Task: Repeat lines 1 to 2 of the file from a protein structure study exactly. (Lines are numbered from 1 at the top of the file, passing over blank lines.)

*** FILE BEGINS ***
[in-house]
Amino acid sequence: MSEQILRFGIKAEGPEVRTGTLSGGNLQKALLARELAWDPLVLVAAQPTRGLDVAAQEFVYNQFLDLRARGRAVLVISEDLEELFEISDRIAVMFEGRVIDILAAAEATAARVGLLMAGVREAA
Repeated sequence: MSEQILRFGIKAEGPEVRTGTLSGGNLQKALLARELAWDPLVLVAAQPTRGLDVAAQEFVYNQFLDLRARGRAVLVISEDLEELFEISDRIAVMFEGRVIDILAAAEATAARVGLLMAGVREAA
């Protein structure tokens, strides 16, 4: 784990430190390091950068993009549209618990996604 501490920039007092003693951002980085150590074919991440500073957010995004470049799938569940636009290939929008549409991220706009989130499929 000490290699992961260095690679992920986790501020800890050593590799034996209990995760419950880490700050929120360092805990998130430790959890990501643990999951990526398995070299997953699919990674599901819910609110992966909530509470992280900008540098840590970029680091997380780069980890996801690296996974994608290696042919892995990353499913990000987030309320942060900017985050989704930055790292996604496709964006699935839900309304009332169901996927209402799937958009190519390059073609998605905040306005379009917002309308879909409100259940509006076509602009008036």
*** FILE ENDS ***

[in-house]
Amino acid sequence: MSEQILRFGIKAEGPEVRTGTLSGGNLQKALLARELAWDPLVLVAAQPTRGLDVAAQEFVYNQFLDLRARGRAVLVISEDLEELFEISDRIAVMFEGRVIDILAAAEATAARVGLLMAGVREAA